Africa Direct
Africa Direct

Yaka Mbwoolo Fetish Doll Congo African Art Collection

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SKU
133756
$220.00
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$32.98
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Title Yaka Mbwoolo Fetish Doll Congo African Art Collection
Type of Object Carving, Figure, Statue, Sculpture
Country of Origin Democratic Republic of Congo
People Yaka
Materials Wood,cotton cloth
Approximate Age 20th century
Dimensions Height: 19 Inches
Width: 5 Inches
Overall Condition Good. Most of our pieces have spent decades on at least two continents, and have been treasured by several owners.   Small splits, scrapes and cracks are a normal part of their patina attesting to their age and extensive use.  We examine each piece carefully when we receive it and report any damage we find in our listings.  Please look carefully at the pictures which may also reveal condition and damage.
Damage/Repair N/A

Additional Information: The present day Yaka number approximately 300,000 and live along the Kwango River in the SW Democratic Republic of the Congo. Their neighbors are the Pende. They have a highly developed artistic sense---and they instill beauty and drama in even mundane objects. They are best known for the upturned noses found on initiation masks and diviner's fetishes, but their art can be abstract and vague as well. They sometimes create statues of considerable proportions. Though these normally are used by diviners and fall in the "fetish" category,M'bwoolo, they also carve large ancestor figures like the one offered here. It is possible that this figure had a divination purpose,because of the mirror presence in the abdomen and the added substances. There are many wonderful Yaka artworks pictured in scholarly texts and their masks and figures grace the finest museums and private collections.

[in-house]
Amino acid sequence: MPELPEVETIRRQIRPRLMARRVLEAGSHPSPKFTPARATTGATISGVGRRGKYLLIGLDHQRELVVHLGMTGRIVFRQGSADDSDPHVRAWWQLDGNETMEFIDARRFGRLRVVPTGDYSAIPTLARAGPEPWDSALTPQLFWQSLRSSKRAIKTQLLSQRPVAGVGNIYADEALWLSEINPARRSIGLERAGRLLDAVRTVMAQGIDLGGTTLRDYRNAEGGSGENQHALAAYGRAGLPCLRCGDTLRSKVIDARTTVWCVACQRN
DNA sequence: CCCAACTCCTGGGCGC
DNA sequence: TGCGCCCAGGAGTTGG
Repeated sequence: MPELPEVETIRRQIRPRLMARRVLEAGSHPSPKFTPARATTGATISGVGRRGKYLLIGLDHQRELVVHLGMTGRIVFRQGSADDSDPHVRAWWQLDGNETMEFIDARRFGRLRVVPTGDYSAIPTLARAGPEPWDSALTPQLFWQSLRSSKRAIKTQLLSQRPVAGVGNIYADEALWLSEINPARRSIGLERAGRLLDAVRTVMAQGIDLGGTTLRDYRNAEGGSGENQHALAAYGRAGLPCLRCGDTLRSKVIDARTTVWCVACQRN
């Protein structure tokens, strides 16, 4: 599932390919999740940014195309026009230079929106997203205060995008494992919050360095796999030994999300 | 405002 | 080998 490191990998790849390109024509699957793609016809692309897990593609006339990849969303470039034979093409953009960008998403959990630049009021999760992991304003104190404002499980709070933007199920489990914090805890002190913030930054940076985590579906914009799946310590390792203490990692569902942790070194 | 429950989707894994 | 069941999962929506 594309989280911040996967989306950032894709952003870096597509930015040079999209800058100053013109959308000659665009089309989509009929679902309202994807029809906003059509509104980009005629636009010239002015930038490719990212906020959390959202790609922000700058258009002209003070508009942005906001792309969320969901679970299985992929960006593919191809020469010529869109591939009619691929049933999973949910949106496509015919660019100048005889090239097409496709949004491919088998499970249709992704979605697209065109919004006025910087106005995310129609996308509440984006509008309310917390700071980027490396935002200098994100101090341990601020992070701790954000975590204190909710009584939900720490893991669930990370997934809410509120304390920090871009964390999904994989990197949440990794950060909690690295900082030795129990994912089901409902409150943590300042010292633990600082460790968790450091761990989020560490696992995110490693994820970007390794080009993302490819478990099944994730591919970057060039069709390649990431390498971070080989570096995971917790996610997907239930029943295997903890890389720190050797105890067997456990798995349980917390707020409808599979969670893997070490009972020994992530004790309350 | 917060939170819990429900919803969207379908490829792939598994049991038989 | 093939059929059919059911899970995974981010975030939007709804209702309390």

You can see similar pieces and read about the Yaka in ART OF THE YAKA AND SUKU, by Arthur P. Bourgeois, 1984

From the Collection of Robert Pearson, Denver, Colorado

Bob Pearson began collecting African art later in his life. He was a n engineer, inveterate climber, and long-time collector of books and paintings. Spurred by the Douglas Society at the Denver Museum of Art, and his friendship with noted collector George Heggarty, he began building an enormous, eclectic collection. His African art library grew to several hundred books. He loved textiles and “material culture”-things which had domestic use, like spoons, cups, stools, and chairs, as well as masks and carvings. His collection included items from more than thirty African countries, and his fine eye gave him pieces ranging from a golddust scale to huge Dogon figural ladders. Africa Direct is honored to have been chosen to sell them.